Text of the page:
On Sunday the all-Irish clash will see Ulster try to breach the stronghold that is Munster's Thomond Park, followed by England's flag bearers, Saracens, up against European underachievers Clermont. If that isn't enough, then you can round off watching George North and co return fresh from a Grand Slam as Scarlets attempt an away win in France against Brive.
Now I don't know anyone who won't get something from that sort of weekend, so why do we hear mumblings from both the English and French representative bodies that they want change.
Their concern is around the qualification process. This season the six Heineken Cup pools consisted of 24 teams. The English and French teams qualified by finishing in the top six in their domestic leagues and the top three finishers in the Pro12 from each of Wales and Ireland qualified irrespective of overall placing.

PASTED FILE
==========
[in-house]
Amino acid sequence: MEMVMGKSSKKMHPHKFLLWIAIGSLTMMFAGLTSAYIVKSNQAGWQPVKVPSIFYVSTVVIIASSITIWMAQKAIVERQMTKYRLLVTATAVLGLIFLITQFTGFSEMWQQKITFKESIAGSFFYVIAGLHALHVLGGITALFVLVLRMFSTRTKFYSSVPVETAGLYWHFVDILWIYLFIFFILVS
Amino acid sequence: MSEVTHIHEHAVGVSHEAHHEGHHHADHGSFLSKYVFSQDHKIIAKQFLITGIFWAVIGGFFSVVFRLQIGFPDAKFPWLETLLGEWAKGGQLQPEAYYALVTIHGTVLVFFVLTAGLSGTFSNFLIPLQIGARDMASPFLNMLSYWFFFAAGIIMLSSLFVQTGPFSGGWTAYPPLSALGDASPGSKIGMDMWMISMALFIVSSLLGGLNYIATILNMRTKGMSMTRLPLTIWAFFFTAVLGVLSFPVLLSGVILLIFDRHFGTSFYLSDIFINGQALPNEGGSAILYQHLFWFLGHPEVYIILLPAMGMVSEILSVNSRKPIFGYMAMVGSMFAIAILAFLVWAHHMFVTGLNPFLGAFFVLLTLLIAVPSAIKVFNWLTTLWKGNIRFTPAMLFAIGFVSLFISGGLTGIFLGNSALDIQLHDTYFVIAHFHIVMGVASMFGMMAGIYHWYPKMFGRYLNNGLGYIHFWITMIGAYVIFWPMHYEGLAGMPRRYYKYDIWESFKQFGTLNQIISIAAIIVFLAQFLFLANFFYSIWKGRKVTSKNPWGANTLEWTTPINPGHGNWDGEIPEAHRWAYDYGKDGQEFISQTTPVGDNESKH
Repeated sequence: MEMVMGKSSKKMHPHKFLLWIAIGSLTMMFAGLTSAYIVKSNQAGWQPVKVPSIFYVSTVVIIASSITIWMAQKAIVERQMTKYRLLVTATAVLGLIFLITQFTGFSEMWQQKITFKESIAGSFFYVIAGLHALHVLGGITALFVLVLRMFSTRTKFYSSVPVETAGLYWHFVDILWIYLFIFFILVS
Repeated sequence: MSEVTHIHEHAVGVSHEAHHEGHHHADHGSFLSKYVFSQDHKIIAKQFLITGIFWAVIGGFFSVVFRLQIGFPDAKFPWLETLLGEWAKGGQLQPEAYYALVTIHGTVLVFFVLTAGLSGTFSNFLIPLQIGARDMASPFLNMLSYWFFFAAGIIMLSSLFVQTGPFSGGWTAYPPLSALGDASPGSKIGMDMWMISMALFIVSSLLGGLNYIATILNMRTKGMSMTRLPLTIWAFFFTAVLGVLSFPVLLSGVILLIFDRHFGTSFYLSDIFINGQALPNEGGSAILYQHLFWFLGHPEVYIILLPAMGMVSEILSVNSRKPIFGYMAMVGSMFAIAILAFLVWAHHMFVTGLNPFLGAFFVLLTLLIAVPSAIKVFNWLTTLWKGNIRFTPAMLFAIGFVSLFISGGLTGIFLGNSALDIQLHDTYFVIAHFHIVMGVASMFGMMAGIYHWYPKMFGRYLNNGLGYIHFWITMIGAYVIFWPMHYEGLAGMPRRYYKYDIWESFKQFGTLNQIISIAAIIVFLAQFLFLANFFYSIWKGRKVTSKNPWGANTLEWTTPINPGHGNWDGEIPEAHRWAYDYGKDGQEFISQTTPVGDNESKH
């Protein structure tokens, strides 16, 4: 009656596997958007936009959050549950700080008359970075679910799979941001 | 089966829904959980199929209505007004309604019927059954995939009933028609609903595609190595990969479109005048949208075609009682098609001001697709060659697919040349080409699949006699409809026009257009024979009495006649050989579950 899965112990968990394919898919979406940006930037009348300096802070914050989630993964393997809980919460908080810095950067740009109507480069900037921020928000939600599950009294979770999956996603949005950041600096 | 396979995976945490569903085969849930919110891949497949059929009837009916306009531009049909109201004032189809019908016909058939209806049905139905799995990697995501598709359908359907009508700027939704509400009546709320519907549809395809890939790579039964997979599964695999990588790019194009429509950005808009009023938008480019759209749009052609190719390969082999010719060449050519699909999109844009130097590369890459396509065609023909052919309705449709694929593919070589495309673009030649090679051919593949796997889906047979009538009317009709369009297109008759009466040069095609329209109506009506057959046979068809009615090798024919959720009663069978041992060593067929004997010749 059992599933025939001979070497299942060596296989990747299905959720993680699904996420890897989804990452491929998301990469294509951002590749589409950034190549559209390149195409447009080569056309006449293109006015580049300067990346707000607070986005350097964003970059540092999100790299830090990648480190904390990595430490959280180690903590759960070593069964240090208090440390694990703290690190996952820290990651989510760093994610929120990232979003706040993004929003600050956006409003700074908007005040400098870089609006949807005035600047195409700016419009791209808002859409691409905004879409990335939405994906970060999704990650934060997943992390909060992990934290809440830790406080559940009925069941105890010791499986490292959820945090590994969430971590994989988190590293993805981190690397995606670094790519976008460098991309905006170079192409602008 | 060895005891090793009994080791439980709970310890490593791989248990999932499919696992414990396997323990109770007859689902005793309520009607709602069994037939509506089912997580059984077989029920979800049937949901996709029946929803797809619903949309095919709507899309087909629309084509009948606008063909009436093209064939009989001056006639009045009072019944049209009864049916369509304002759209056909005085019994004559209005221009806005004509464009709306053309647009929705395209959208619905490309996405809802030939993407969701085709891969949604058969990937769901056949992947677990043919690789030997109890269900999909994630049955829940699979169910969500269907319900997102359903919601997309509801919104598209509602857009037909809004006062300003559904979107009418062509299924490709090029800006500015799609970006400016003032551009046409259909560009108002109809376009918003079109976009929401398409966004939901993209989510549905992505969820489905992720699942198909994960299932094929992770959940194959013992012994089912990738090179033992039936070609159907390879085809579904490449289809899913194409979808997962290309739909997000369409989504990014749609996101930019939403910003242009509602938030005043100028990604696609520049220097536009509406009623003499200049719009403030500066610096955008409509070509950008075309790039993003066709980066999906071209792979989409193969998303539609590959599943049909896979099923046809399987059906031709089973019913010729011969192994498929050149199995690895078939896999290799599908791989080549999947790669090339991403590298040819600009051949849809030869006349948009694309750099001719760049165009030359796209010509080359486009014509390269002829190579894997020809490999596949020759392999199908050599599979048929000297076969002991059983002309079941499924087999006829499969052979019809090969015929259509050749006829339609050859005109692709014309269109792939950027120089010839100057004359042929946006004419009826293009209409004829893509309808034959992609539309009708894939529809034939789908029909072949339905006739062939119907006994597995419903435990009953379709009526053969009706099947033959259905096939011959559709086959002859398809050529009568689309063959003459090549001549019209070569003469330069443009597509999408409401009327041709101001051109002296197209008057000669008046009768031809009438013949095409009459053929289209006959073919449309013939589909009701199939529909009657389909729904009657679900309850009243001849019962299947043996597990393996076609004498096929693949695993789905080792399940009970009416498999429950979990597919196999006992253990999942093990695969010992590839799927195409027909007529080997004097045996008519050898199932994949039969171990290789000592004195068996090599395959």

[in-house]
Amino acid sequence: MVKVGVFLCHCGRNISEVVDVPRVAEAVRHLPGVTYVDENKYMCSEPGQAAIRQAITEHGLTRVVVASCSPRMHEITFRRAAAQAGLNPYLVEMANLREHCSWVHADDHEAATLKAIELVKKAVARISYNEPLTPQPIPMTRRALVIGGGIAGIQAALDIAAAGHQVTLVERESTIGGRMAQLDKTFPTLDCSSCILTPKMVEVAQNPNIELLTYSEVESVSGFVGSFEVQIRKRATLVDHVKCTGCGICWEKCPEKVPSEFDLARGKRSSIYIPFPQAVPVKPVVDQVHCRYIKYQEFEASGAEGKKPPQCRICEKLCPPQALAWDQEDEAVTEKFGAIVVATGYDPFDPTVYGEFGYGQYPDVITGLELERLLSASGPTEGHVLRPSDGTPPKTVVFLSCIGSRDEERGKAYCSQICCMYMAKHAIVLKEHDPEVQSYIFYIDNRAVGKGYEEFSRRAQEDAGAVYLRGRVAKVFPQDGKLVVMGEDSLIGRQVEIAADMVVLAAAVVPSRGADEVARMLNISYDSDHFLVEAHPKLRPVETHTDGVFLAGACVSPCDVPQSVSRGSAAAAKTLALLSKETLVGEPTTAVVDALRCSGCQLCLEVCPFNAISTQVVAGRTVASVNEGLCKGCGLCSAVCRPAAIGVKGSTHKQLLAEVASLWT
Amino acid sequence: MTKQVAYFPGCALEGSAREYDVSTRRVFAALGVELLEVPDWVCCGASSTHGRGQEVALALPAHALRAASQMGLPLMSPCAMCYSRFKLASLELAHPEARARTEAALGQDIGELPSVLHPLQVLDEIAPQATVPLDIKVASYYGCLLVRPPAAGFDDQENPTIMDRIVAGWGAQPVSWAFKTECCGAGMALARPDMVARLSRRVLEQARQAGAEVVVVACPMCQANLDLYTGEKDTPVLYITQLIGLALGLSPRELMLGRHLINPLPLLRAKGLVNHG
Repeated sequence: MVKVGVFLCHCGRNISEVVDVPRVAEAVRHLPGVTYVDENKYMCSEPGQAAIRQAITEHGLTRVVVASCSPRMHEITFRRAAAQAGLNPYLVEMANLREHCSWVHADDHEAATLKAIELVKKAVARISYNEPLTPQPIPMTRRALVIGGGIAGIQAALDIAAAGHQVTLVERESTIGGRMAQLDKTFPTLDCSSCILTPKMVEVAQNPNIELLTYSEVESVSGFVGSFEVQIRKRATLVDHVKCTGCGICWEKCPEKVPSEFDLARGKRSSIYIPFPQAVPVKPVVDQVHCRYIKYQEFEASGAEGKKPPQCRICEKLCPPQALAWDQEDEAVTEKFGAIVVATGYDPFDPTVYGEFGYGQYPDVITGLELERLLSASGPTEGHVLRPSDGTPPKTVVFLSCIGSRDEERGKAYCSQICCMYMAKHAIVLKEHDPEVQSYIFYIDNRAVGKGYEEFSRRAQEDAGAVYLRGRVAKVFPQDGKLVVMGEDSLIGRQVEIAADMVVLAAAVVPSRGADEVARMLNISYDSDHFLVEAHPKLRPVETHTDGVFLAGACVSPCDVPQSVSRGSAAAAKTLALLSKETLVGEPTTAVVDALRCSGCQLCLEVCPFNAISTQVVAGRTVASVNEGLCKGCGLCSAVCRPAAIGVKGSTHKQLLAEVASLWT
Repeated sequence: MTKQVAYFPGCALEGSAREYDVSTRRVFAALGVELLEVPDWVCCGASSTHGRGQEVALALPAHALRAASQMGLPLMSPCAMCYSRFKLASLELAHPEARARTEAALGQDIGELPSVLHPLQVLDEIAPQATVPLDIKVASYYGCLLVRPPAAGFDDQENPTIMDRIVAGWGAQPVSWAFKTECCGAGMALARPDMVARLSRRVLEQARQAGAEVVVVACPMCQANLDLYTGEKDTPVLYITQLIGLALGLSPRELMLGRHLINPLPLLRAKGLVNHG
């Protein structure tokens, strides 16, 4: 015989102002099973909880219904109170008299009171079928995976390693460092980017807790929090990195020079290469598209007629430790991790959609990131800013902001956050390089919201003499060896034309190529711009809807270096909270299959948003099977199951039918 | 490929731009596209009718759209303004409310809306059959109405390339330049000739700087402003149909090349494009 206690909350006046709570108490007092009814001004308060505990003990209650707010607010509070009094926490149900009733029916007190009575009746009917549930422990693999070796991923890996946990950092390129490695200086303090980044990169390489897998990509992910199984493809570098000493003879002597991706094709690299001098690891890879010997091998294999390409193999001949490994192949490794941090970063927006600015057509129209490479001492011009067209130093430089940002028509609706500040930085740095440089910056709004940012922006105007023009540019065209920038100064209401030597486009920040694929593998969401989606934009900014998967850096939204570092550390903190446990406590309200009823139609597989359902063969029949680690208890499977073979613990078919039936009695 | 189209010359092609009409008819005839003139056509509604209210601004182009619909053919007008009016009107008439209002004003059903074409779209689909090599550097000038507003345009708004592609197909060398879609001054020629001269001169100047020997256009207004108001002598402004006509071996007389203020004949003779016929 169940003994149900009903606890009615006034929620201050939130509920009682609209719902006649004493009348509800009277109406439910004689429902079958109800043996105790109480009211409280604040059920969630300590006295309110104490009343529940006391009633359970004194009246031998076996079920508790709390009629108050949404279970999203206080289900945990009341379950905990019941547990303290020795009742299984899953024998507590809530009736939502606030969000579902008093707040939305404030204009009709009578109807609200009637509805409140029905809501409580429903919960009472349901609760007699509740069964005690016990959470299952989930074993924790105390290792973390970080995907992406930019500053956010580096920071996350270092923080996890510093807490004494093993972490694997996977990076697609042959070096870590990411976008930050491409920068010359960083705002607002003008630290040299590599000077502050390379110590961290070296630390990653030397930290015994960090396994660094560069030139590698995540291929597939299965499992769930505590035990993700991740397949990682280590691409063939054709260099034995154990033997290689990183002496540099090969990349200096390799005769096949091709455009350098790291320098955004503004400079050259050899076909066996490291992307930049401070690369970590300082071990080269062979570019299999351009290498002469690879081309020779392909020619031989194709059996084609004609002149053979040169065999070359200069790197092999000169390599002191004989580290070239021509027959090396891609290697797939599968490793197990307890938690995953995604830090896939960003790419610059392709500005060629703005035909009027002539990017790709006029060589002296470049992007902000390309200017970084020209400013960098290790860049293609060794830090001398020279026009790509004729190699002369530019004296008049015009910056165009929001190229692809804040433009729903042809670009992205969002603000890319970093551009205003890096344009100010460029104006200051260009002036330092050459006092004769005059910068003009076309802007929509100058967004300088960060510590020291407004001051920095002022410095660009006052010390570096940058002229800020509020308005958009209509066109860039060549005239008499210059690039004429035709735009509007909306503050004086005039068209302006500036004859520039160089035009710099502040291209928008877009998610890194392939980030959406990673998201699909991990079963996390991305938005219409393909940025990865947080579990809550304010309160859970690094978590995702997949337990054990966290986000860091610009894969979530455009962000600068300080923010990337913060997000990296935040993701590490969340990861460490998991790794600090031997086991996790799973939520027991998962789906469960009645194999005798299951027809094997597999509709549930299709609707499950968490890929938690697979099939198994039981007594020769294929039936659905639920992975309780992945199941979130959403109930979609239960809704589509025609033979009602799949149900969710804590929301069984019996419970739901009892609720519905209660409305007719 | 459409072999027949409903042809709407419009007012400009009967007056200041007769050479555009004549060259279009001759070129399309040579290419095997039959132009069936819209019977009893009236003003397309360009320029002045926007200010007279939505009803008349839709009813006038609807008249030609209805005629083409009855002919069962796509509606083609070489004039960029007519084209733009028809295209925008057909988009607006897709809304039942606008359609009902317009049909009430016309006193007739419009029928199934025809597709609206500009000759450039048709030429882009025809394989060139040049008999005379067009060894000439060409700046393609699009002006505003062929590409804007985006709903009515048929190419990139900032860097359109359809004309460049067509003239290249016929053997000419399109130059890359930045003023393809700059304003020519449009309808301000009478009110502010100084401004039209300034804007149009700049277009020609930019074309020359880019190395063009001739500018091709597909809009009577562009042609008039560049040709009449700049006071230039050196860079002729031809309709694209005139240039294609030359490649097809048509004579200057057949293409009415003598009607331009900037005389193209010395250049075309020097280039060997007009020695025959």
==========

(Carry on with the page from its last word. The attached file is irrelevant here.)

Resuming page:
Meanwhile the two teams from each of Scotland and Italy have their entry protected. The two final slots go the winners of the previous year's Heineken and Amlin Cups, with the place going to the seventh place in that domestic league if that club has already qualified.
Representatives from England and France argument that to have the most competitive tournament it is essential we have the best sides competing against each other. And potentially the integrity of the tournament could be threatened if weaker sides gain automatic entry and eventually distort the knock out stages by giving those drawn in their pool a potential advantage.
This is pretty difficult to argue against but in the hurry to move forward we have to be very careful about what we may lose along the way.
Winds of change?